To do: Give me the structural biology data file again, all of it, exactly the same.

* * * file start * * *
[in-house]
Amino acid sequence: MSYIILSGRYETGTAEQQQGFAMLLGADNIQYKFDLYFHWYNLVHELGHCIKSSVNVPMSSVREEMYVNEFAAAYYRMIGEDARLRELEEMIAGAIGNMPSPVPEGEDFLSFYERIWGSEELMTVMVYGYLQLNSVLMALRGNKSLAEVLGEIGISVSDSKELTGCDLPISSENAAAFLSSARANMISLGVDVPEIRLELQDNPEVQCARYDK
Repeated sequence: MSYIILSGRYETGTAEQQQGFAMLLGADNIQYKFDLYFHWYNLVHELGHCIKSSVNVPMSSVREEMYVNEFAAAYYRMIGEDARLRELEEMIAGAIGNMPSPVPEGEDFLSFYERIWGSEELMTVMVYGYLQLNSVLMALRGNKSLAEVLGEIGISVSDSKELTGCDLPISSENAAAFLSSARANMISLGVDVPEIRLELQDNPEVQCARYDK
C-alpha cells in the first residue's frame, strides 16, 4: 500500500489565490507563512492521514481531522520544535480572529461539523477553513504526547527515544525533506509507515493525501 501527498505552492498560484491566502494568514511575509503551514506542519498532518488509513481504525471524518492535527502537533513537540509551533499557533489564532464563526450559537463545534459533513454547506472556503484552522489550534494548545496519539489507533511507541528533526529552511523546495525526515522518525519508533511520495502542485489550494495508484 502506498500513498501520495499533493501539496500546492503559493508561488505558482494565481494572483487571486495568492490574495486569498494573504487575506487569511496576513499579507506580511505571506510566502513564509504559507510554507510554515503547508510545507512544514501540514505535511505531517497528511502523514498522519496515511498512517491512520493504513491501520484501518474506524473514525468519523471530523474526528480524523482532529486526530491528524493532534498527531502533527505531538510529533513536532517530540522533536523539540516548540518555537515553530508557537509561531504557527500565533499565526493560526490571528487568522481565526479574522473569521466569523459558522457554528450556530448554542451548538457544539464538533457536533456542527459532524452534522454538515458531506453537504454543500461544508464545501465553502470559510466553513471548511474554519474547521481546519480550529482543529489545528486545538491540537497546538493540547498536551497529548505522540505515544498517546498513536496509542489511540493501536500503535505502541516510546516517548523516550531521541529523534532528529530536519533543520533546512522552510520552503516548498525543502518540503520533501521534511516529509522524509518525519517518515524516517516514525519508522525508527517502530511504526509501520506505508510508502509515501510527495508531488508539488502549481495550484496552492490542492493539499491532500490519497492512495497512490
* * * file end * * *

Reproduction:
[in-house]
Amino acid sequence: MSYIILSGRYETGTAEQQQGFAMLLGADNIQYKFDLYFHWYNLVHELGHCIKSSVNVPMSSVREEMYVNEFAAAYYRMIGEDARLRELEEMIAGAIGNMPSPVPEGEDFLSFYERIWGSEELMTVMVYGYLQLNSVLMALRGNKSLAEVLGEIGISVSDSKELTGCDLPISSENAAAFLSSARANMISLGVDVPEIRLELQDNPEVQCARYDK
Repeated sequence: MSYIILSGRYETGTAEQQQGFAMLLGADNIQYKFDLYFHWYNLVHELGHCIKSSVNVPMSSVREEMYVNEFAAAYYRMIGEDARLRELEEMIAGAIGNMPSPVPEGEDFLSFYERIWGSEELMTVMVYGYLQLNSVLMALRGNKSLAEVLGEIGISVSDSKELTGCDLPISSENAAAFLSSARANMISLGVDVPEIRLELQDNPEVQCARYDK
C-alpha cells in the first residue's frame, strides 16, 4: 500500500489565490507563512492521514481531522520544535480572529461539523477553513504526547527515544525533506509507515493525501 501527498505552492498560484491566502494568514511575509503551514506542519498532518488509513481504525471524518492535527502537533513537540509551533499557533489564532464563526450559537463545534459533513454547506472556503484552522489550534494548545496519539489507533511507541528533526529552511523546495525526515522518525519508533511520495502542485489550494495508484 502506498500513498501520495499533493501539496500546492503559493508561488505558482494565481494572483487571486495568492490574495486569498494573504487575506487569511496576513499579507506580511505571506510566502513564509504559507510554507510554515503547508510545507512544514501540514505535511505531517497528511502523514498522519496515511498512517491512520493504513491501520484501518474506524473514525468519523471530523474526528480524523482532529486526530491528524493532534498527531502533527505531538510529533513536532517530540522533536523539540516548540518555537515553530508557537509561531504557527500565533499565526493560526490571528487568522481565526479574522473569521466569523459558522457554528450556530448554542451548538457544539464538533457536533456542527459532524452534522454538515458531506453537504454543500461544508464545501465553502470559510466553513471548511474554519474547521481546519480550529482543529489545528486545538491540537497546538493540547498536551497529548505522540505515544498517546498513536496509542489511540493501536500503535505502541516510546516517548523516550531521541529523534532528529530536519533543520533546512522552510520552503516548498525543502518540503520533501521534511516529509522524509518525519517518515524516517516514525519508522525508527517502530511504526509501520506505508510508502509515501510527495508531488508539488502549481495550484496552492490542492493539499491532500490519497492512495497512490